Dr. Foster is an educational anthropologist dedicated to understanding and accounting for the social, cultural and structural factors affecting students' educational outcomes. He is also the founding director of ICUSP, the Institute for Community, University and School Partnerships. He has published extensively in areas related to African American students' academic engagement and achievement, including examinations of the work of the late anthropologist John Uzo Ogbu, serving students displaced by Hurricane Katrina, and Black student identity and community.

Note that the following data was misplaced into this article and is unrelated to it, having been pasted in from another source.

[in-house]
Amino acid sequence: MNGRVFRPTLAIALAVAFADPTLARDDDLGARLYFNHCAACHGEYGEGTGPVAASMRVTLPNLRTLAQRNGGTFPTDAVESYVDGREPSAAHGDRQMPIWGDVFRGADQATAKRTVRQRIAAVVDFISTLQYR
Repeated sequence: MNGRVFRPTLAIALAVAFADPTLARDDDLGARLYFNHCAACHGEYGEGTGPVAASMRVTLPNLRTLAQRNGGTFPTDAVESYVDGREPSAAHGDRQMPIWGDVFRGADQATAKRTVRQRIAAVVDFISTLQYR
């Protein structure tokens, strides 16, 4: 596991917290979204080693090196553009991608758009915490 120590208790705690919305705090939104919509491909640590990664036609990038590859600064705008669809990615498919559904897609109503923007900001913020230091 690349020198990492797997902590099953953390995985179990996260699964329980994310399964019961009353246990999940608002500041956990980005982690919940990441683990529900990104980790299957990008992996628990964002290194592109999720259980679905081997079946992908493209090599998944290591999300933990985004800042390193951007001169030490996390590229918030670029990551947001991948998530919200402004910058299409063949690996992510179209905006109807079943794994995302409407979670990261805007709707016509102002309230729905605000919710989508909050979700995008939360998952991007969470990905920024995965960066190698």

Dr. Foster believes in rich ethnographic work as an important basis for understanding students' academic lives. He also believes in action oriented research and in institution building as means to facilitate positive changes in communities and schools. As an integral part of his scholarly vision, Dr. Foster collaborates with students, teachers, principals and others to collectively develop programs. He is the co-founder of COBRA (Community of Brothers in Revolutionary Alliance), which predominantly serves African American and Latino boys in Title I high schools and promotes their academic and leadership development. In 2006 Dr. Foster was named the LBJ Presidential Library Faculty volunteer of the year.